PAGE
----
Facebook’s parent company, Meta Platforms, has reportedly lowered its target for hiring engineers in 2022 to around 6,000-7,000 from an initial plan to hire around 10,000 new engineers. According to Reuters, the statement came from Meta CEO Mark Zuckerberg, who cited the data during a weekly employee Q&A session on Thursday.
In another update, Meta Platforms is preparing for a streamlining in the second half of the year as it grapples with macroeconomic pressures and a data privacy hit on its advertising business, according to an internal memo seen by Reuters on Thursday.
Companies must “prioritize more ruthlessly” and “run leaner, meaner, better-executed teams,” Chief Product Officer Chris Cox wrote in the memo, which appeared on Workplace, the company’s internal discussion forum .
“I must stress that we are in tough times and the headwinds are fierce. We need to execute flawlessly in a slowing growth environment, and teams shouldn’t expect an influx of new engineers and budgets,” Cox wrote.
Meta did not immediately respond to a request for comment.
The memo is the latest rough forecast from Meta executives, who have already begun cutting costs and suspending hiring for most of the company’s workforce this year in the face of slowing ad sales and user growth.
The world’s largest social media company has lost about half its value this year after Meta reported its first quarterly decline in daily active users on its flagship Facebook app.
Its austerity plan comes at a tricky time, coinciding with two main strategic pivots: one aimed at reshaping its social media offering around “discovery” to beat competition from short-video app TikTok, and an expensive one Long bet on augmented and virtual reality.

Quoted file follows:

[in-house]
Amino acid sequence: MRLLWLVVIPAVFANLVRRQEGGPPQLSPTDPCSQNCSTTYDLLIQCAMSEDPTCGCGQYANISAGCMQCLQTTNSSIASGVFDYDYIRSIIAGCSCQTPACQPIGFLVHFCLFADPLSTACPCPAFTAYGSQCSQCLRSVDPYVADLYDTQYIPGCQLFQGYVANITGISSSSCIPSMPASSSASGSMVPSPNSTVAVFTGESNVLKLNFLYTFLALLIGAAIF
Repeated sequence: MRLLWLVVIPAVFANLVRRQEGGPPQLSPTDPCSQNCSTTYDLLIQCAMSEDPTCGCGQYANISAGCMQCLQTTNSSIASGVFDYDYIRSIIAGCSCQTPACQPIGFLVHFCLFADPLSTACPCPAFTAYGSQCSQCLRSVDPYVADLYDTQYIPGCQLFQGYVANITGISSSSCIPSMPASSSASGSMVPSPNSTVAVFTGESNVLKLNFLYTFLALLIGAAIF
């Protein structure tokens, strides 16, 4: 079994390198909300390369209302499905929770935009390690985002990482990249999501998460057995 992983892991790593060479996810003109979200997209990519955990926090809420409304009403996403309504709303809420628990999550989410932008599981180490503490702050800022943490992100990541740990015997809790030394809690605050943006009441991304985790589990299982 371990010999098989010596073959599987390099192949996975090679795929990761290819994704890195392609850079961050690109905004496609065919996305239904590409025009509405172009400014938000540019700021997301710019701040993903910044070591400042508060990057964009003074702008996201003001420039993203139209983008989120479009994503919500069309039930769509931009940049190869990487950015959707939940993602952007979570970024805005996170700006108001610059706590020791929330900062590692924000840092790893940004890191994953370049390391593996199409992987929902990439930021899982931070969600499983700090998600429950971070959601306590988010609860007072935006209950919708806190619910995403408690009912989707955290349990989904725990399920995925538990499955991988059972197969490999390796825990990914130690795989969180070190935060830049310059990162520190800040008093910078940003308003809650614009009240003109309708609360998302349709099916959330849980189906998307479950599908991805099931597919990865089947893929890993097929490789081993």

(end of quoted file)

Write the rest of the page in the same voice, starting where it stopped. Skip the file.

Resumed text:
Cox reportedly said in his memo that Meta needs to five-fold the number of graphics processing units (GPUs) in its data centers by the end of the year to support the “discovery” push, which requires additional computing power to allow AI surfaced top posts from Facebook and Instagram in users’ feeds.
Interest in Meta’s TikTok-style short-form video product, Reels, is growing rapidly, with time spent on Reels doubling year-over-year, both in the U.S. and globally, Cox said.
About 80 percent of the growth since March has come from Facebook, he added.
He added that user interaction with Reels can provide a key avenue for improving profits, so it’s important to add advertising to Reels “as soon as possible.”
Zuckerberg told investors in April that executives saw Reels as “an important part of the discovery engine vision,” but at the time described the short-video shift as a “short-term headwind” as advertisers became more critical of the format.
Meta also sees the potential for revenue growth from business messaging and in-app shopping tools, Cox said, adding that the latter could “mitigate the signal loss caused by Apple-led privacy changes.”
He said the company’s hardware division is “focused” on the successful launch of its mixed reality headset, codenamed “Cambria,” in the second half of the year. Meta is also focusing on linking accounts between its virtual reality products and traditional social media apps, he said.
© Thomson Reuters 2022